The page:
Lasting Power of Attorney

Lasting Power of Attorney – think the unthinkable while you can

It’s not easy for most people to consider there might come a time when due, dementia, a stroke or some other progressive impairment you won’t be able to manage your own affairs. Some are never able to address the possibility and when they become incapable they have no trusted person in place to act on their behalf in their best interests under the authority of a Lasting Power of Attorney (LPA).

It’s a gloomy prospect and in such circumstances the following could well happen:

• Both joint and sole name bank accounts are frozen so no bills will get paid.

• No decisions regarding property can be made, if for instance your home has to be sold.

• Decisions regarding your health and well being will be delayed or not made.

• Any business you own or run could be thrown into chaos if you’re unable to make day-to-day decisions or authorise expenditure, for example

• It could take up to a year for the Court of Protection or another legal authority to begin managing your affairs – it can be a costly and slow process.

When you become incapable of managing your affairs – the very stage when an LPA is necessary – is it is no longer possible to make a LPA, as the subject of such an order has to have the mental capacity to understand what they are doing and what powers they are transferring to their attorney.

Act now! Contact one of our Salisbury-based solicitors to see how we can give you the protection of an LPA.

The Lasting Power of Attorney sounds like a good idea. So what happens now?

Talk to us

Our solicitors will work out with you whether you need just a Property and Affairs LPA to look after your money and property, or also a Personal Welfare LPA which gives your attorney power to make decisions about non-financial aspects of your life [such where you live and what medical treatment you get]. The Personal Welfare LPA only comes into effect after you’ve lost mental capacity; the Property and Affairs LPA can be active before that capacity is lost.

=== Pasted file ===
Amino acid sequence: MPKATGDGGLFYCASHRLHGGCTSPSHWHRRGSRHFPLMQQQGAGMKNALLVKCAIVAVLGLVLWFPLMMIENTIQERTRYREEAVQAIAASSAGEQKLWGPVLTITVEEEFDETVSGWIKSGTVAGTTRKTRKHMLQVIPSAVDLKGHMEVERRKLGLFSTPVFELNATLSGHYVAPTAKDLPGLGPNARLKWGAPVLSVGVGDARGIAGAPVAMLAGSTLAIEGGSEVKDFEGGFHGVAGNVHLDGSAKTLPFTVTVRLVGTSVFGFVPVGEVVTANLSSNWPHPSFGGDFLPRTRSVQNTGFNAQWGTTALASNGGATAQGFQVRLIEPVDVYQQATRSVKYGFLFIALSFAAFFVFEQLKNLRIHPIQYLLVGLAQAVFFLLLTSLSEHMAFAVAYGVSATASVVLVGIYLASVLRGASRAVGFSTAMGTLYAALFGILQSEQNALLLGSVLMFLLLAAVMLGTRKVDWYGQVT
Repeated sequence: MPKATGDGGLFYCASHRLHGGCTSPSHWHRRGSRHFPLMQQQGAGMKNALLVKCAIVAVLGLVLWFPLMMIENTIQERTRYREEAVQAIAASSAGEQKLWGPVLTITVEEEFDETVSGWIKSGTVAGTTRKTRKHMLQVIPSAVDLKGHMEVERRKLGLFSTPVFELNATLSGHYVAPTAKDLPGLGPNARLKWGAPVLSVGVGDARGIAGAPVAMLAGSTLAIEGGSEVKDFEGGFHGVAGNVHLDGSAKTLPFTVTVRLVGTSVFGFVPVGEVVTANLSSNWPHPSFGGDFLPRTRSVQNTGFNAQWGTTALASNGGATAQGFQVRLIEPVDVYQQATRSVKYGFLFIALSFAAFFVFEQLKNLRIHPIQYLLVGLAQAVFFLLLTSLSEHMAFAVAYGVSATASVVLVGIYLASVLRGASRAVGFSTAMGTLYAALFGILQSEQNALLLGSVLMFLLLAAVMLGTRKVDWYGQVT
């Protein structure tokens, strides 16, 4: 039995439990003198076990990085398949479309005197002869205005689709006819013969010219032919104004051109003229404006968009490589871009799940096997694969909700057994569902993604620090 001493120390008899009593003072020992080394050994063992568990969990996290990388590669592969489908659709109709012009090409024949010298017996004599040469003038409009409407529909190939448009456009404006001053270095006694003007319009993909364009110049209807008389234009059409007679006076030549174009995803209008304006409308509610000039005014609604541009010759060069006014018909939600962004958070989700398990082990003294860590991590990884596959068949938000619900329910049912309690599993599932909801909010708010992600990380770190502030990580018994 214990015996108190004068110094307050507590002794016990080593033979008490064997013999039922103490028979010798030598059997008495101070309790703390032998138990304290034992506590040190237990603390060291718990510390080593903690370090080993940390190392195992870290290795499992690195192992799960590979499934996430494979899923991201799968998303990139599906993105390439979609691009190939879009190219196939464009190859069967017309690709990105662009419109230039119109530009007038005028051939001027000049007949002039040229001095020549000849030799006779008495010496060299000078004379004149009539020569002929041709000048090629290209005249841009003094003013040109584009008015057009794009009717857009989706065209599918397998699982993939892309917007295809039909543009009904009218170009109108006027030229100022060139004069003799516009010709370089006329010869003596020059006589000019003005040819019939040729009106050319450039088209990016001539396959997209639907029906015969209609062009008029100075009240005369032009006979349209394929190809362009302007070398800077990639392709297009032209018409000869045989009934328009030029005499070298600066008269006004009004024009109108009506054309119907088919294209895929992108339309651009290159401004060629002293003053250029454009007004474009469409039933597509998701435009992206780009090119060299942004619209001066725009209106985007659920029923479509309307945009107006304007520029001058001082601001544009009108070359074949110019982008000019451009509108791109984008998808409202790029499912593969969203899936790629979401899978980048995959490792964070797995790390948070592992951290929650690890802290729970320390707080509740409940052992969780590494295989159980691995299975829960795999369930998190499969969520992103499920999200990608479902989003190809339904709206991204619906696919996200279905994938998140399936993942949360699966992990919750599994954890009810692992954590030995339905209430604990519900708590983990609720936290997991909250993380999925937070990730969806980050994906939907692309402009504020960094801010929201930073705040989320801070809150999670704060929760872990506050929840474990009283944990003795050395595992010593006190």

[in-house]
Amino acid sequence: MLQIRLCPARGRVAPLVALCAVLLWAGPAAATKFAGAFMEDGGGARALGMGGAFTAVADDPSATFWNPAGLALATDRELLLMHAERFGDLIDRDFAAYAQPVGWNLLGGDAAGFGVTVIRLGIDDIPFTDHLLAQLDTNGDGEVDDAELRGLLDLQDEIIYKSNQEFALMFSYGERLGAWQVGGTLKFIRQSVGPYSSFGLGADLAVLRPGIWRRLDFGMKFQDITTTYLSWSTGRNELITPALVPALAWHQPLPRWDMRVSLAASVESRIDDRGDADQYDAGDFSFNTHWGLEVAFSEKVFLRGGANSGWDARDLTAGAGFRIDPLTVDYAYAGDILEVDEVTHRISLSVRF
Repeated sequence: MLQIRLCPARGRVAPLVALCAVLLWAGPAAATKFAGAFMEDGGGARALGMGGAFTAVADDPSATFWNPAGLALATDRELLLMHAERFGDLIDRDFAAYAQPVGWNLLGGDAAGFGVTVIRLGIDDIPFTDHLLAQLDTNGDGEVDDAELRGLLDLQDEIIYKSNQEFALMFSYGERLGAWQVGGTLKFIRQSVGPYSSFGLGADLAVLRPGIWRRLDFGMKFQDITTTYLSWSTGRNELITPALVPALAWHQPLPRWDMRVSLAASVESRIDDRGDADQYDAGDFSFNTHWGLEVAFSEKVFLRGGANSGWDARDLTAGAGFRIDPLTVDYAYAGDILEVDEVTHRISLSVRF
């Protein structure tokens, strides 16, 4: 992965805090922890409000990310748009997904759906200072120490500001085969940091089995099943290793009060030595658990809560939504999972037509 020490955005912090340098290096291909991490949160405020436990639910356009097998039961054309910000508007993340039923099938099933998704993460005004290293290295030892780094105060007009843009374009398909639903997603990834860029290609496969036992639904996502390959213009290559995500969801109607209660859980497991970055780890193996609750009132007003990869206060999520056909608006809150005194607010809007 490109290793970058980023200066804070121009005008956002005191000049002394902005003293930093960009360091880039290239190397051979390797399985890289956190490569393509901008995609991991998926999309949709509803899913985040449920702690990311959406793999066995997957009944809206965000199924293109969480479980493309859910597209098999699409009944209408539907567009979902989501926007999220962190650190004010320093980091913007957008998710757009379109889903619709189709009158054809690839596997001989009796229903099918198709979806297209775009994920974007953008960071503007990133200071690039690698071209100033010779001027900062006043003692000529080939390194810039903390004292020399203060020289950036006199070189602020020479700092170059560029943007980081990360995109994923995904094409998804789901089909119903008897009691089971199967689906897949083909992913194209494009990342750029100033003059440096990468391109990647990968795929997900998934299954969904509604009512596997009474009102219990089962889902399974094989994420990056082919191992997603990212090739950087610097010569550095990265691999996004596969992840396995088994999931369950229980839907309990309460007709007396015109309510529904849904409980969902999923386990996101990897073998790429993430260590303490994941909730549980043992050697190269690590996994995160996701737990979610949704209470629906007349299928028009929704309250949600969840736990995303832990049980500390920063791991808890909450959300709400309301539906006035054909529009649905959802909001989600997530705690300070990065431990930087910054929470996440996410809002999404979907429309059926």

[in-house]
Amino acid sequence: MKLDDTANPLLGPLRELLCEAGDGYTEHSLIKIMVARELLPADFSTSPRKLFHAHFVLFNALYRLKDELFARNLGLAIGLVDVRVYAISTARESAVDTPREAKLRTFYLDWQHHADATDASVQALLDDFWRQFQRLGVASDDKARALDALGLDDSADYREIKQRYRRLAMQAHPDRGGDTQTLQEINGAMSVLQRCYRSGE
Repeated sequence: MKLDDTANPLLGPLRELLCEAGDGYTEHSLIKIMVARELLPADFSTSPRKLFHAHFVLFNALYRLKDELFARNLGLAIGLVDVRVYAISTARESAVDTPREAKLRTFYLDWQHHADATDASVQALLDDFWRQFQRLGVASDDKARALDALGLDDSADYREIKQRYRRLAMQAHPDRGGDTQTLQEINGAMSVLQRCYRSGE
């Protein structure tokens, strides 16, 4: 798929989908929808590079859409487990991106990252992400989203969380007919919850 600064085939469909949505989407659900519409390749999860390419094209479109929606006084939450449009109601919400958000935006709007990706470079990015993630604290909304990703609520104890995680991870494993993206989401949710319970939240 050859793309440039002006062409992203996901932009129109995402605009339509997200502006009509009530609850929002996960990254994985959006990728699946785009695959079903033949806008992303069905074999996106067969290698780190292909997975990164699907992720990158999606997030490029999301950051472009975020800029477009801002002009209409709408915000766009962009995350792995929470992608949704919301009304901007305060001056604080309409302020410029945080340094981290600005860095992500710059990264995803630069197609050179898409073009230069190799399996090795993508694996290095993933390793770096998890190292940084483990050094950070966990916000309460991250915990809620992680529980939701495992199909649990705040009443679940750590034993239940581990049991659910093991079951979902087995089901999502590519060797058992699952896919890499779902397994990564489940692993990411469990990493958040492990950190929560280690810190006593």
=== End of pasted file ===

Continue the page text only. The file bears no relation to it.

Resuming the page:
Our solicitors will also supply you and your attorney to be with copies of guidance about making an LPA, issued by the Office of the Public Guardian (OPG). These are essential reading.

Appoint your attorney

This can be anybody you trust, who is over 18 and who is not bankrupt.

Appoint a Certificate Provider

You need to appoint a ‘Certificate Provider’ who must be a person who has known you for at least 2 years or be someone with the relevant professional skills to certify the LPA, such as a doctor or solicitor. Their job is certify that you understand the effects of the LPA, i.e. that you agree who is to be appointed as your attorney and the extent of the power that will be transferred to them. You will not be able to register your LPA without first having appointed a Certificate Provider. You also have the right to:

• Appoint an replacement attorney if the original attorney can no longer undertake the role.

• Attach restrictions and place conditions on the attorney.

• Provide decision making guidance for the attorney.

• Nominate those you want informed about the registration of the LPA.

Register your Lasting Power of Attorney

Our solicitors will ensure that all the necessary forms are correctly completed and signed and lodge them with the Office of the Public Guardian for you. There is registration fee payable, presently £150. Your attorney will have no power to act on your behalf until your LPA has been registered and so do not be tempted to complete the forms and then wait for a period before you have the LPA registered. If you leave it too long…… Well, that’s where we came in isn’t it?

For help with a Lasting Power of Attorney in Salisbury, talk to us first

• Just call our team on SALISBURY (01722) 4223000 OR

• e-mail us at salisbury@bishopslaw.com OR

• complete the online enquiry form below

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